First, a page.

The Virus Fighters
The UW marshals its resources against the pandemic.
COVID-19 testing might be coming to a sewer near you.
Testing wastewater for the virus behind COVID-19 could provide early detection of new outbreaks, giving health care workers critical time to respond. UW–Madison researchers are partnering with cities around the state to test 60 percent of Wisconsin’s wastewater. They’re also studying wastewater from campus buildings, including residence halls, to detect new infections early. While researchers doing this work are safe from the virus, they do face hazards of a sort on the job.
“Samples on campus can be from within minutes of production, so they are a bit messier,” says Martin Shafer PhD’88, a senior scientist at the Wisconsin State Laboratory of Hygiene. Yet, he adds, “we do it for the good of science and public health.”
This innovative testing is just one of the ways the UW has marshaled its resources and ingenuity to address the pandemic.
Engineers have tackled the virus as well. Lennon Rodgers and Karl Williamson of the Grainger Engineering Design Innovation Laboratory designed the Badger Seal, a DIY flexible frame to better fit disposable or cloth masks against the face. The seal can make these cheap masks much more effective at filtering out particles.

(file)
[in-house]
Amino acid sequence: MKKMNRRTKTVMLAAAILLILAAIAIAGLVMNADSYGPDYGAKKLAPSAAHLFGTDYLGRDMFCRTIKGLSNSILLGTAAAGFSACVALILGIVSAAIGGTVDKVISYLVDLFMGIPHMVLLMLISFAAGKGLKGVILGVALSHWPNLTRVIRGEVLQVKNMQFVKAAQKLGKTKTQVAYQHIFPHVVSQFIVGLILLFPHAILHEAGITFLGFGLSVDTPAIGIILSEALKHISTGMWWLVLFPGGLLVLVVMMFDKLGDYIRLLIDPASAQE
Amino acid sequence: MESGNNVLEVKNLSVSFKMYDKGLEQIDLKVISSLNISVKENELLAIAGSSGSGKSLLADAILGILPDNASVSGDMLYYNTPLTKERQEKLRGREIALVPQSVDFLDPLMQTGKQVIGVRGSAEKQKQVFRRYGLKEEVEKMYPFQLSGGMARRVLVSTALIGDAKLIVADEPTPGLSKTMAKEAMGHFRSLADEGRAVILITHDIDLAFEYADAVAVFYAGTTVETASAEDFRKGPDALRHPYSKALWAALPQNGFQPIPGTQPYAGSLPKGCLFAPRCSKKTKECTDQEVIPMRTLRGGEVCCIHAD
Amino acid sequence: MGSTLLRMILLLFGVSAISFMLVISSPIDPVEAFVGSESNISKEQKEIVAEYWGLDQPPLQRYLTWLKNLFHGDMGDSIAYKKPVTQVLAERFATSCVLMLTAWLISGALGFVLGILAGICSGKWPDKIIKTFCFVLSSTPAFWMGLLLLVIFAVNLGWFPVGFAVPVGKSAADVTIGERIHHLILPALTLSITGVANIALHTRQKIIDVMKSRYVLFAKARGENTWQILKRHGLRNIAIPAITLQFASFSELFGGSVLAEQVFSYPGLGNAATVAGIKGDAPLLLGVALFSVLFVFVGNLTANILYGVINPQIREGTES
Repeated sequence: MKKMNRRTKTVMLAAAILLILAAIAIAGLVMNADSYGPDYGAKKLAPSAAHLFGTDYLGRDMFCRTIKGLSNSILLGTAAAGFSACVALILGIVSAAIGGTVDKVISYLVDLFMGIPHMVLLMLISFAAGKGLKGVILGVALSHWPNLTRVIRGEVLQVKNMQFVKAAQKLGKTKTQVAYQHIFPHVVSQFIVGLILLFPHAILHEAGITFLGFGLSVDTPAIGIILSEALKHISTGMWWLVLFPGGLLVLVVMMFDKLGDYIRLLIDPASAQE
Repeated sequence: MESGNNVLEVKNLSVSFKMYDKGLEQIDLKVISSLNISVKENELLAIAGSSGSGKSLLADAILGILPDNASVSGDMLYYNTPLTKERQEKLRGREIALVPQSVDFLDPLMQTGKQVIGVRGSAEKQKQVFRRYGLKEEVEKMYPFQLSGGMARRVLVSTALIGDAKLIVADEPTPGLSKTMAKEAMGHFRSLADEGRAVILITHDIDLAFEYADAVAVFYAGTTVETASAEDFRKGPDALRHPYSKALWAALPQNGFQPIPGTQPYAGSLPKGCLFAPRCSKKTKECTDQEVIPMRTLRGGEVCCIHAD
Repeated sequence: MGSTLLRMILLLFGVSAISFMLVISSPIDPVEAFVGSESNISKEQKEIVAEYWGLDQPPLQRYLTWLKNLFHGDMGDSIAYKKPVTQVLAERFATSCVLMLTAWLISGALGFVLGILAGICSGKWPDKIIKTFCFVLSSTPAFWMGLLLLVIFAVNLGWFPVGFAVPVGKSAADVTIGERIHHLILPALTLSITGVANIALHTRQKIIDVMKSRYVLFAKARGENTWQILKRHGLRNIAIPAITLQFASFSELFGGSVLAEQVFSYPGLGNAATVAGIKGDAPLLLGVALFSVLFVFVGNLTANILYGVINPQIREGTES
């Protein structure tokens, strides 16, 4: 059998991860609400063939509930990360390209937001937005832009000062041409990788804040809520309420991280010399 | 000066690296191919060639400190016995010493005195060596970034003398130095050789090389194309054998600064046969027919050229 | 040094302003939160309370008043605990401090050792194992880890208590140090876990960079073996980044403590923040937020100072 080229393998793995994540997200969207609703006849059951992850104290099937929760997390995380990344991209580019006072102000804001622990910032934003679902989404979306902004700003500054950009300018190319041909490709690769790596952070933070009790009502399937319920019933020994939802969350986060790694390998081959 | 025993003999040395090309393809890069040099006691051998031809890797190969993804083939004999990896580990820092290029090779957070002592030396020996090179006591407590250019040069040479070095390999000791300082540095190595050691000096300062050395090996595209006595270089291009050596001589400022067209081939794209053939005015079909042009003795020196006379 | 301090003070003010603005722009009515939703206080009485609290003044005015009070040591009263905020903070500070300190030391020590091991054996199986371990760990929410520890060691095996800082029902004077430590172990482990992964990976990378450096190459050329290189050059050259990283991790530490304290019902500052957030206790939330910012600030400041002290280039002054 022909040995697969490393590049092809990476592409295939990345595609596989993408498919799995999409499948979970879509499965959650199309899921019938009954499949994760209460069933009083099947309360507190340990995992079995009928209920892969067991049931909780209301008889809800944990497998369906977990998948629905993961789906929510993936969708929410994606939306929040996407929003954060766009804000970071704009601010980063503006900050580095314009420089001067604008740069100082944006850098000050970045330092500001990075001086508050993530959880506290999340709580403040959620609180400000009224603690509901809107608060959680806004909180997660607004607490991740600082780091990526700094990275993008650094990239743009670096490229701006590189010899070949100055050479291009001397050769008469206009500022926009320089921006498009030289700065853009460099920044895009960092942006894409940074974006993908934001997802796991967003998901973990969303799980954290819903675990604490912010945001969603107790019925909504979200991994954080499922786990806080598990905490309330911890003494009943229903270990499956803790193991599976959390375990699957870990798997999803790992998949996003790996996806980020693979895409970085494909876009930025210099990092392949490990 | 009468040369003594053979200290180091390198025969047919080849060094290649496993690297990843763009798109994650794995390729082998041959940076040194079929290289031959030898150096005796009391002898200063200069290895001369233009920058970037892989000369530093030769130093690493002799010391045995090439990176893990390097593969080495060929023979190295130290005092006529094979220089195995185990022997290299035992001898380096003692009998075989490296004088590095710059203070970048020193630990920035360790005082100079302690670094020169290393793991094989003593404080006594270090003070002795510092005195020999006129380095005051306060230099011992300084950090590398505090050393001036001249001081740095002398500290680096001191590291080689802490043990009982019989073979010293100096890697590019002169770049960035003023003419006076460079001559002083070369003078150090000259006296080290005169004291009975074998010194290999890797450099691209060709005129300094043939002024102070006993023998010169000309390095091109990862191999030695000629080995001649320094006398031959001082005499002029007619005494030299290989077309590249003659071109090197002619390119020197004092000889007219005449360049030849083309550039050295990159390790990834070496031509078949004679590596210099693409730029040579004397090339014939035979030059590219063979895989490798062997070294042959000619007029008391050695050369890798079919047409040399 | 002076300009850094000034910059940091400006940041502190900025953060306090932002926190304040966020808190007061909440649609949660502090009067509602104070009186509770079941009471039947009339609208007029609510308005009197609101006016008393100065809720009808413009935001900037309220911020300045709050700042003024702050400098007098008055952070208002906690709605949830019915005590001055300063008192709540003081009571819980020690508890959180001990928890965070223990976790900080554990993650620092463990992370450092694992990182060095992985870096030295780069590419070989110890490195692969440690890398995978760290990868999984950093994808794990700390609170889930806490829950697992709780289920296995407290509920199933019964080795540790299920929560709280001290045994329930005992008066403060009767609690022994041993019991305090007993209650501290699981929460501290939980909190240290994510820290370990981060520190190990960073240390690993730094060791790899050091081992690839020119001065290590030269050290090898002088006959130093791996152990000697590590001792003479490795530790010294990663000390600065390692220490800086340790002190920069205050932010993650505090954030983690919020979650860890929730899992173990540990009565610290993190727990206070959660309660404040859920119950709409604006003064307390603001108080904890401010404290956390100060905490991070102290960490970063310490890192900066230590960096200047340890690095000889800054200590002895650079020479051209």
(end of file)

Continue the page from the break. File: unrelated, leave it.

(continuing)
UW researchers have also been genomic sleuths. Thomas Friedrich ’97, PhD’03 and David O’Connor, who have studied COVID-19 for months, partnered with Nasia Safdar MS’02, PhD’09 at the UW School of Medicine and Public Health (SMPH) to track down a health care worker’s COVID-19 infection. Genetic sequencing revealed that the worker harbored a virus strain identical to their family member’s virus and distinct from the virus of patients they had cared for. The results should offer reassurance to frontline workers: their protective equipment really can keep them safe from infection.
In late August, UW Health and SMPH were selected as one of the first sites in the country for a late-stage clinical trial of a COVID-19 vaccine. William Hartman, an assistant professor of anesthesiology who has directed clinical trials of antibody-based medicines and convalescent plasma treatments, is leading the UW trial. It aims to recruit 30,000 participants nationwide.